Some new cars are more than 25 per cent less fuel efficient than official testing suggests, according to new research.
A comparison of official WLTP figures against data collected in independent laboratory testing found that on average new models are 6.3 per cent less economical than stated but that performance varies widely between vehicles.
While some under-performed by as much as a quarter, other cars performed almost 20 per cent better than the official figures.
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Manufacturers are obliged to publish official economy data based on the Worldwide Harmonised Light Vehicle Test Procedure (WLTP) which carries out lab-based economy and emissions testing on all new cars. However, consumer site What Car? carried out its own lab testing designed to more accurately reflect real world driving.
It found that the BMW 420d M Sport Pro Edition achieved 26.4 per cent lower fuel economy than its WLTP test figure, returning “real world” economy of 42.4mpg against a WLTP figure of 57.6mpg. The Suzuki Swace 1.8 Hybrid, which is based on the Toyota Corolla, was the second worst performer, with a 21.6 shortfall (50.2mpg compared with 64.2mpg).
Best-sellers including Ford’s Fiesta and Focus, the BMW 3 Series and Audi A3 also fell between 15 and 20 per cent short of official figures.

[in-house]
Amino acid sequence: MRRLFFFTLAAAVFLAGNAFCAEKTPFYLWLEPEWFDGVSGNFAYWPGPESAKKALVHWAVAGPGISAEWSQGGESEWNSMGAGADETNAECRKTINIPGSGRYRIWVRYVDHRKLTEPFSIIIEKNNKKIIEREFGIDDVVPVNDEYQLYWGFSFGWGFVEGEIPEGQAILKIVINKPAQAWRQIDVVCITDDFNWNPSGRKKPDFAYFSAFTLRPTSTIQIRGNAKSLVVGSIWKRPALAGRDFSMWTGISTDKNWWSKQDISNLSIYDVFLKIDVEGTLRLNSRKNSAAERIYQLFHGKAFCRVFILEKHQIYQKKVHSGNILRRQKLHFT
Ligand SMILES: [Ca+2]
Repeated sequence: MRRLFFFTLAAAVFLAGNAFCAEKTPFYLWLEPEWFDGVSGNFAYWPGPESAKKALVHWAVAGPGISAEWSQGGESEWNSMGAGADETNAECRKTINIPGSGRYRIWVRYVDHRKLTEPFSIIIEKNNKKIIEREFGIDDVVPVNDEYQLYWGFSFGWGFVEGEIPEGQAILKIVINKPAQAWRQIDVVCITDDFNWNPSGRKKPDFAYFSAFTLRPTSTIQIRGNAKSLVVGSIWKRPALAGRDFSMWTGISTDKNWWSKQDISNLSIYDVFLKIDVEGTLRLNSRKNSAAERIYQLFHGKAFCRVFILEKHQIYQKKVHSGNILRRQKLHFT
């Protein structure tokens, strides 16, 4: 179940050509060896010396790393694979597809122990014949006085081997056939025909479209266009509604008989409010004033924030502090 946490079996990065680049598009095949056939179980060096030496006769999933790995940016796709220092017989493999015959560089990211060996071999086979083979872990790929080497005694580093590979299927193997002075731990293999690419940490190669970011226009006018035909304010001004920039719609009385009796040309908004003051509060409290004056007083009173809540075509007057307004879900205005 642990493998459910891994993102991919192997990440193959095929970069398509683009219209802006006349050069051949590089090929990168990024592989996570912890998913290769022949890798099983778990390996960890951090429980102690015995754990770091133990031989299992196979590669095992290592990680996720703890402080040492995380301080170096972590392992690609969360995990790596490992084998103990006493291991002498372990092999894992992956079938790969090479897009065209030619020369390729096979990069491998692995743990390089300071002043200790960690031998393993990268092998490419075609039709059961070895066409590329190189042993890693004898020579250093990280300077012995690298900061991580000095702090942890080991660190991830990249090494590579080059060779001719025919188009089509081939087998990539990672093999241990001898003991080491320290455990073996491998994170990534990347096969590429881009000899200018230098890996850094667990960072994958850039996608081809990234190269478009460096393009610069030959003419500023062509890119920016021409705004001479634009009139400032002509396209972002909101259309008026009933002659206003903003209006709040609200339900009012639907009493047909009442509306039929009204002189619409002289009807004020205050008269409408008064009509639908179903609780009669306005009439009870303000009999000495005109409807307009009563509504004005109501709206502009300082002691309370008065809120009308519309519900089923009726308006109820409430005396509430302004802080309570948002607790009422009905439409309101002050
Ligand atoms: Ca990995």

At the opposite end of the scale, Ford Ranger Thunder 2.0 achieved 18.9 per cent better fuel economy than its official figure, and the Honda CR-V Hybrid 2.0 performed 12.3 per cent better, ahead of models from Volkswagen, Dacia and Skoda.
Steve Huntingford, editor of What Car?, said: “From SUVs to small hatchbacks, our True MPG test results show there are still significant differences between the claimed and actual fuel economy figures of many models.
“So it’s important for buyers to do their research before they buy. Our True MPG tool is unique to the industry and gives new car buyers an accurate idea of their vehicle’s real world fuel economy.”
To achieve the real-world economy figures, the fuel tests were conducted on a rolling road, under strictly controlled laboratory conditions to simulate real world driving styles. What car says the tests are repeatable within one percentage.